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`My So-Called Life' Nears Graveyard of Good Shows

Newsday
January 25, 1995

Off Camera

`My So-Called Life' Nears Graveyard of Good Shows

By Verne Gay

WINNIE HOLZMAN, the creator of "My So-Called Life," certainly tried to sound chipper on the phone the other day.

But it was the kind of "chipper" that wasn't entirely convincing. You know the type: The bank is about to foreclose on so-and-so's home, but so-and-so says to himself, "Hey, at least I've got my health."

That kind of chipper.

Holzman's creation, you see, is staring right down into this black hole that has claimed so many good shows. And afterward, network programers pat themselves on their backs and say, "Gee, we tried but nobody watched."

It's the oldest, dreariest excuse in the biz.

An original episode of "My So-Called Life" will air tomorrow night probably for the last time. Perhaps forever. The black hole beckons. Increasingly strident campaigns by the show's outspoken fans will likely be of no avail. (Holzman and co-executive producer Scott Winant, a colleague from the days when they worked together on "thirtysomething, " will "talk" to some of these fans tonight at 8:15 on America Online.)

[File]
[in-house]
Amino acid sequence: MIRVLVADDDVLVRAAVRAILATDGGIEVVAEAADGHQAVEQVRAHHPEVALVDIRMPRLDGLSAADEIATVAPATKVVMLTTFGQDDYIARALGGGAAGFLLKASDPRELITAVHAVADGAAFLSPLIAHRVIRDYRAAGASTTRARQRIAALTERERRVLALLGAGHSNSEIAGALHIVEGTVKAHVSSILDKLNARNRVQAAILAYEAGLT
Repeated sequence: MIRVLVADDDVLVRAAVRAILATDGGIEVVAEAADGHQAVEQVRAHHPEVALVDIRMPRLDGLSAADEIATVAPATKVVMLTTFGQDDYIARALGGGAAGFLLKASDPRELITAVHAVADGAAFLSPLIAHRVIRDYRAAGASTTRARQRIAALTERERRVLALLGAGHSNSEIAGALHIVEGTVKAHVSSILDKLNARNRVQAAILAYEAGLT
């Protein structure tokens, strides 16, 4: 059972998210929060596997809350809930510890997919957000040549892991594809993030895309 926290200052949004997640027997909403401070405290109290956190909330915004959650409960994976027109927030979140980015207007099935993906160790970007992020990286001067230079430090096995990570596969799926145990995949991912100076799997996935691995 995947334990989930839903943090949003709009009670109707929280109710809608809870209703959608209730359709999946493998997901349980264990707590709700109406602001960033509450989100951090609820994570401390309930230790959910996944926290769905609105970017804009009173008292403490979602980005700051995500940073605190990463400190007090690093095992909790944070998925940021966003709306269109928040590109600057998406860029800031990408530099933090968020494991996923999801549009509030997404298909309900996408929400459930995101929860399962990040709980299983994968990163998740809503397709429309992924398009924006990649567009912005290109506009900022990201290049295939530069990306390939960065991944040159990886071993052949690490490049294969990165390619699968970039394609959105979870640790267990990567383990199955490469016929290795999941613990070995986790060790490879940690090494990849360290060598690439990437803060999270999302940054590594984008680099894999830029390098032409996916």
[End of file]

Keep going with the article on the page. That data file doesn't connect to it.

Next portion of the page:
"I do have hope," say Holzman, a Roslyn Heights native who went out to Los Angeles five years ago with her husband, actor Paul Dooley, and had the good fortune to land a writing job on "thirtysomething." "Anything can happen in television and anything can happen to this show."

Sadly, "anything" in this case may well be the obvious. "Life" already has three strikes against it.

Strike one: The ratings are horrible (averaging a 6.9 rating [65.8 million households] and an 11 percent share of the audience, 119th out of 142 prime time shows, getting only a 9.1 percent of female, teenage viewers, its key target.)

Strike two: It costs ABC Productions, which owns the program, up to $1.2 million per episode to produce, and that figure - if accurate - will never be re-couped in syndication or cable.